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Did I completely screw up my kids?

This weeks episode of "We Can Do Hard Things" with Glennon Doyle was a good one. She spoke with Dr. Becky, who is someone that I admire and enjoy listening to. She's a parenting psychologist who urges moms and dads to take a more compassionate, gentle approach when it comes to disciplining your children. Sometimes when I listen to these kinds of podcasts I get more stressed out, wanting to immediately implement all of the strategies that are discussed. I read "self-help" books and I end up wanting to completely change the way I am doing everything right away. Or in the case of the podcast, I often feel totally overwhelmed by the end of the 45 minute talk and want to cry. This episode had me feeling that at times, but I tried to breathe deeply and take breaks from it.

My kids overwhelm me, that's no lie. That is one of the biggest reasons why I drank. To escape the stress of motherhood. So, when I listened to Abby and Glennon talk to Dr. Becky about ways to better understand your 4 year old child who is having a tantrum, and that what they want is actually to made to feel safe and understood - not yelled at and abandoned in their room in time out - I feel ashamed and sad for all the times I did just that to each of my children.

So it's hard not to wonder - did I completely screw up my kids over the years? I have often thought this when it comes to my drinking too. How much did my drinking totally mess them up? How much do they remember? Do they know that I was totally hungover all those mornings or drunk all those nights? So then to think all of my sober parenting was actually a disaster too, that's a lot to handle. A lot of guilt and shame.

Obviously, I know I am not a bad mom, and I can be especially hard on myself. Even Dr. Becky said she follows like 30% of her own parenting advice with her children! She did say on the podcast that we can work on reparenting ourselves though. We all need to learn to forgive ourselves a bit. Try to show some compassion to the person that matters - to you. Self compassion is huge. She said take this sentence “I am a good person who did _______.” Think about that shameful event from your past that you may obsess over or that gets you down from time to time. Insert that into the sentence.

For me - "I'm a good person who fell victim to the chains of alcohol."

Another phrase that I try to use with my three kids is “I believe you." These 3 words are really important because so often we diminish the way our kids feel. As parents, we are always yelling at our kids and making them feel misunderstood. It allows the compassion and kindness to move in. I actually tried that on my daughter this week I saw all the tension drain out her body immediately, and her crying fit stopped. Miracle. Apparently, we can also use this with ourselves. I haven't but maybe I should try this kind of positive self-talk. Self-compassion is something I have been working on since early sobriety, always listening to the introvert's many opinions chattering away inside my brain.

On another note - last night we went to a Revs game at Gillette stadium as a family. As I always say about these kinds of things, this whole night would have been a prime opportunity for me to get nice and drunk. Large stadium beers combined with a lively, rowdy crowd would have been a perfect recipe to hide my binge drinking from my husband. But I didn't do that obviously. I cheered on the players with my kids, staying engaged with the game, and I drank a nice Pellegrino. I appreciated the atmosphere and enjoyed some decent stadium snacks. I had a lovely time and never once thought it could be enhanced by alcohol. Actually, I said to myself, I'm so grateful I don't have the voice of alcohol in my head begging me to stumble down to the concession to get "just one more."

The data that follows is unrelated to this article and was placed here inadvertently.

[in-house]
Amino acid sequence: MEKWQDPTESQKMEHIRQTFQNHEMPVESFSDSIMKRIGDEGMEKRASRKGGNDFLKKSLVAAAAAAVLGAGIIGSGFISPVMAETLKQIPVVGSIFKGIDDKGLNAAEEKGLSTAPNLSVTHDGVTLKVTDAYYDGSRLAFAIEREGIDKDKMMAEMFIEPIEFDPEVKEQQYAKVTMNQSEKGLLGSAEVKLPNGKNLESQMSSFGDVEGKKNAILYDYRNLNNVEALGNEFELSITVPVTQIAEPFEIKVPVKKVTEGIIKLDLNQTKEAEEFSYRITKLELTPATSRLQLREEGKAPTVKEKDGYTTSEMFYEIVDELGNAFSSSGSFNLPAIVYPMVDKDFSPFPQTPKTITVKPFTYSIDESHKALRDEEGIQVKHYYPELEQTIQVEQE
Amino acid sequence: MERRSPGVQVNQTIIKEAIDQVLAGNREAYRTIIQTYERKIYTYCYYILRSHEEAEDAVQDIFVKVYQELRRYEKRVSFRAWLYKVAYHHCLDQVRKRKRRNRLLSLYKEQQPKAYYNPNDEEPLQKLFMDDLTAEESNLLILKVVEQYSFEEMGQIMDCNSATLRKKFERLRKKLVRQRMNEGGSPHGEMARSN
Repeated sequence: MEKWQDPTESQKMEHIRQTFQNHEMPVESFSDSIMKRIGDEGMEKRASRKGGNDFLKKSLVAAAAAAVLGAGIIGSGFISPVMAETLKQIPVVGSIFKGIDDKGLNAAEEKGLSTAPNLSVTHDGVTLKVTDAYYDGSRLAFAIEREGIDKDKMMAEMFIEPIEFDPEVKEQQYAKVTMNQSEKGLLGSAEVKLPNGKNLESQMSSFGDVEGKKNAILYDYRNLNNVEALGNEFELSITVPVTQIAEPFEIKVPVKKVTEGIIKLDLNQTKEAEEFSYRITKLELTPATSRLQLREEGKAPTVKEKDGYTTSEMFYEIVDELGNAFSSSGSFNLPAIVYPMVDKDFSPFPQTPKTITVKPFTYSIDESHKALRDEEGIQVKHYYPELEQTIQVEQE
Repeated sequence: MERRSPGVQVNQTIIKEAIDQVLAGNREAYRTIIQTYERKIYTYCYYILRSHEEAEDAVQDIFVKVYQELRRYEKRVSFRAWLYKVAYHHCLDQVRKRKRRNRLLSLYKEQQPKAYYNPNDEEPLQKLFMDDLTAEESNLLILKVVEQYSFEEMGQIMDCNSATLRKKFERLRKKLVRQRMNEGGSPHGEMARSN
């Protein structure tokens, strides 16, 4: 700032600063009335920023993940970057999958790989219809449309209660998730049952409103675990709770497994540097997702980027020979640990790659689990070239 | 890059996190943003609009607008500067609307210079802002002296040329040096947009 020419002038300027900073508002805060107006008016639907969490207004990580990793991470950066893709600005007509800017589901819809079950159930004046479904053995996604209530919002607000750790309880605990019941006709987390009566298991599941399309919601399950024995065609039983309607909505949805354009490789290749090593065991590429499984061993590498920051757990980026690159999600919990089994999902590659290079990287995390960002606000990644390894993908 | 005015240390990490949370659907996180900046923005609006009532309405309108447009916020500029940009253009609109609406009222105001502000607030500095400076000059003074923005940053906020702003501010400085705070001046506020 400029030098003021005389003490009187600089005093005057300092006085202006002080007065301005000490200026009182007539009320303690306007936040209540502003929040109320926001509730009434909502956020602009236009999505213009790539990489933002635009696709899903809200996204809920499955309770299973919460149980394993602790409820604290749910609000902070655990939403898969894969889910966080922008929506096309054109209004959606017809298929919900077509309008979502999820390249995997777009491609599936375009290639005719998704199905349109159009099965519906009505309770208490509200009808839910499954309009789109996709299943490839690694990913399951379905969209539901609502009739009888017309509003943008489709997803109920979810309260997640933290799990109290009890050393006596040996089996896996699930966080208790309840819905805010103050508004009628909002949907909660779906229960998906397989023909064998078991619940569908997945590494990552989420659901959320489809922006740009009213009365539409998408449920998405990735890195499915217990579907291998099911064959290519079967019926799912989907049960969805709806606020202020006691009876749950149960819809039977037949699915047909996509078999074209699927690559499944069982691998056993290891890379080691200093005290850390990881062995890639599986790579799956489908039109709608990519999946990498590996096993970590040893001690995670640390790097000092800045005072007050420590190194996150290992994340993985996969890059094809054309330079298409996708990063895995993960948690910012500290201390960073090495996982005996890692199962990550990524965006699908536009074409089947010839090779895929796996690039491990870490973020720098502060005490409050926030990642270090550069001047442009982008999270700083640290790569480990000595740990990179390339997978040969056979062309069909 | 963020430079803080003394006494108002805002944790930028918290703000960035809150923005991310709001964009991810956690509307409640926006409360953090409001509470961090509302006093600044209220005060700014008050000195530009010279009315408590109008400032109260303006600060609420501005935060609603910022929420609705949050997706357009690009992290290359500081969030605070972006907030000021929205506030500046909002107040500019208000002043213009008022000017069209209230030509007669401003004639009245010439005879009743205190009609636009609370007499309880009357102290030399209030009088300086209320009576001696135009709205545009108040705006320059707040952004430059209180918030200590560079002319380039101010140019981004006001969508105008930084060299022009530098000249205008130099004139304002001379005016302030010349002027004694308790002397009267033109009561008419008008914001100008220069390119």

I was clear-headed to pull the shoot early and call it a night before the game ended to get the kids home in time. And Evan used a line from Glennon's podcast (which I had him listen to!) - that Dr. Becky taught him - which was to prepare the kids for the impending disappointment of leaving before the game ends. And it worked! We wanted to prepare them for when we would need to hightail it out of there rather than springing it on them once we got there and dealing with the consequences in the moment. I was proud of him in that parenting moment. And both of us never would have gotten to this point or been proud of ourselves after a night like that nor would I have woken up today feeling so good if we were still in the drinking patterns of our past. I would be feeling only shame and disappointment in my parenting abilities today instead. So once again, even if I feel like I am struggling with my day to day parenting, I know I am doing one thing right. I am sober. I cannot forget that. It's the best and most important decision and improves my life a little bit more everyday, and for that I am grateful.

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1 Comment

Sep 18, 2022

I am a big believer that when we (kids and adults alike) are upset the LAST thing we need is to be pushed away. SO much of what we learn about parenting advises us to do that so of course we all trend that direction at some point. Crying in the night? I need sleep so cry it out. Temper tantrum? Let them have it and go sit in time out.

And the worst part? It really just feeds the chaos. I chose the attached approach (learned after having a baby) of moving towards the person vs away and being interested in helping them solve the problem. I underscroed how much it deepened the connection and relationship. I read somew…

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